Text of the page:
Stepan Sarpaneva of Sarpaneva Watches is the highly talented watchmaker from Finland, is a consummate designer and maker of watches. He takes inspiration from the sky above his Helsinki workshops and demonstrates an empathy with nature, manifest with his various horological creations.
Angus Davies discusses what makes Stepan Sarpaneva a remarkable talent and Sarpaneva Watches so desirable.
Stepan Sarpaneva is, by virtue of his country of origin, unusual. There are not many Finnish watchmakers of his stature, save for his highly talented compatriot, Kari Voutilainen. However, unlike Voutilainen, who is now based in Switzerland, Sarpaneva chooses to craft his watches in Helsinki.
However, Stepan is no stranger to Switzerland, studying at the esteemed WOSTEP, Neuchâtel before working for some of the finest purveyors of haute horlogerie, including Christophe Claret, Parmigiani Fleurier, Piaget and Vianney Halter. However, despite spending 10 years working in Switzerland, it was obvious when chatting to the Finnish watchmaker that ‘home is where the heart is’, and that home is Finland.
Over the years, I have seen Stepan exhibiting his timepieces at Baselworld and always felt drawn to his watches which exhibit their own very distinctive style. Indeed, there is a wonderful sense of originality with his masculine creations. He has an incredible prowess for design which some equally talented watchmakers lack.
Part of the appeal of Sarpaneva Watches is they are clearly borne out of an empathy for the nocturnal views above and, indeed, nature at large. Stepan’s fixation with the moon is manifest with a stylised depiction of the heavenly body on many of his watches. Moreover, there is an endearing dose of humour with the moon sporting a human-like face. Indeed, it is this characterful depiction of the moon which featured on the MB&F Moon Machine by Stepan Sarpaneva, a joint venture with the high-end Genevan watch brand.
In 2015, I had the good fortune to place a 42mm rose gold version of Sarpaneva’s ‘KO Northern Lights’ model upon my wrist. As the name suggests inspiration has been taken from the Aurora Borealis, an incredible colourful spectacle, best seen in Scandinavian countries. This natural phenomenon is caused when gaseous particles in the earth’s atmosphere collide with charged particles from the sun’s atmosphere. The collision results in the conversion of energy into light.
In this instance, Sarpaneva collaborated with James Thompson of Black Badger Composites. The two Scandinavian gentlemen created a timepiece which delivers a nocturnal appearance like no other. Indeed, the luminescent material, visible via a lattice-like upper dial grille, effervesces with life. Would-be wearers have a choice of brilliant nocturnal hues to choose from, including green, blue and violet.
The automatic watch, powered by a heavily modified Soprod A10 calibre, looks hugely impressive with its scalloped caseband. It sits comfortably on the wrist and brims with a degree of individuality that only a small independent brand can provide.
Northern Stars Black Enamel Dial
The Northern Stars watch is said to be inspired by the ‘cruel and ruthless winter’ and the limited illumination granted by the ‘Little Bear’ constellation or ‘Ursa Minor’. The darkest winter nights of Stepan’s native Finland provided the germ of an idea which delightfully grew into a gorgeous timepiece.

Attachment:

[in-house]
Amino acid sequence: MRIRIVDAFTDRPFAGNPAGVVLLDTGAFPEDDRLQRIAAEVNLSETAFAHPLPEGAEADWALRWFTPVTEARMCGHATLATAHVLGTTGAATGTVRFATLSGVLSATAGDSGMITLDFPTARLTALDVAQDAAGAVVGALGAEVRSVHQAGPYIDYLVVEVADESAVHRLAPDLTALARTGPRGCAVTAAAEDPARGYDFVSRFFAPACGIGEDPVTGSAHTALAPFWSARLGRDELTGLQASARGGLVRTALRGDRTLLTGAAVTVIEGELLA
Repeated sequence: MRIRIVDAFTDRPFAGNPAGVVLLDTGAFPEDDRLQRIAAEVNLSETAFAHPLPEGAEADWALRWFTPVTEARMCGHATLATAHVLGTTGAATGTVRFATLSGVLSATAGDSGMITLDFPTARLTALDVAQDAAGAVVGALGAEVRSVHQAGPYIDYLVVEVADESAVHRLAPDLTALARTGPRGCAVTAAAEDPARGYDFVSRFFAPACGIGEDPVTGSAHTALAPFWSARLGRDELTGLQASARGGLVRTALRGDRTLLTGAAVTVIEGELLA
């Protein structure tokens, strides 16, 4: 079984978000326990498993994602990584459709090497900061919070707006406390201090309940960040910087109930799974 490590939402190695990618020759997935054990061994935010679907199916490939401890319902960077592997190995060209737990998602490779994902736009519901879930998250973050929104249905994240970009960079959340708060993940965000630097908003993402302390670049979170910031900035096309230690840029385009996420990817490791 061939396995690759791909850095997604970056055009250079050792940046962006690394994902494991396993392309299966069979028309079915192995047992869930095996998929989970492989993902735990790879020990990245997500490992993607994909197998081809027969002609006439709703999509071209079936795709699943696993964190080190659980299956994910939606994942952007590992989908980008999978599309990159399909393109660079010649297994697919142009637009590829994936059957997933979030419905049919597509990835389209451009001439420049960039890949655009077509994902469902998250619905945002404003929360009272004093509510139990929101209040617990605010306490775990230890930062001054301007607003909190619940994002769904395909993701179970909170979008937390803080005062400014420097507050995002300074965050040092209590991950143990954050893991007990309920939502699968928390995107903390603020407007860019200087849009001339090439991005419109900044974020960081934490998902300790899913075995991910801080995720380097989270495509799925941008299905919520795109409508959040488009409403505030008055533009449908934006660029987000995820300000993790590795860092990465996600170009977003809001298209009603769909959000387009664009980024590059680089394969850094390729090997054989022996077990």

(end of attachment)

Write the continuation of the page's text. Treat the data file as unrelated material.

On the Northern Stars watch, the moon adopts a discreet persona only coming into view twice each day. The lattice-like dial grille or the Northern Lights is supplanted with a gorgeous, deep-black enamel dial crafted by the renown grand feu specialist company, Donzé Cadrans. Examining the dial at close quarters reveals a delightful depth and luscious lustre which proves incredibly beguiling.
Sarpaneva’s Four Seasons
Recently, Sarpaneva presented four models, each referencing a season. The lattice-like dial has, once again, returned but the moon’s cheerful gaze has, in this instance, been omitted.
The daytime tones are comparatively soft, muted and understated when compared with some of Sarpaneva’s other models. Again, Stepan returned to James Thompson and suffused each watch with a vibrant nocturnal gleam. Each variant evinces a different nocturnal glow, including green, yellow, violet and blue. All models are softly spoken during daylight hours but at night reveal a startling alter ego, delivering vibrant exhibitionism that could never be overlooked.
Sarpaneva’s iconic Korona case, with its scalloped profile, is retained, perpetuating the house style. The 46mm case diameter provides meaningful scale for displaying time without feeling unduly cumbersome.
Stepan Sarpaneva is an accomplished watchmaker and has worked on very complicated movements for some of the most prestigious practitioners of haute horlogerie. He uses a Soprod A10 movement which he heavily adapts to his own exacting standards.
In my opinion, what distinguishes Sarpaneva as exceptional is his capacity to design unique watches which bear little resemblance to any other timepieces on the market. His dial designs play with both grille-like forms and gorgeous enamel vistas. His Korona case shape is distinctive and eye-catching, yet proves comfortable to wear.
Perhaps, most pertinently, it is Stepan’s empathy with nature and, in particular, the sky above his Helsinki workshop which defines his work. He clearly draws on this environment when conceiving new models. Similar to ‘terroir’ influencing the wine produced by a vineyard, it is Stepan’s choice of location which determines the character of his watches.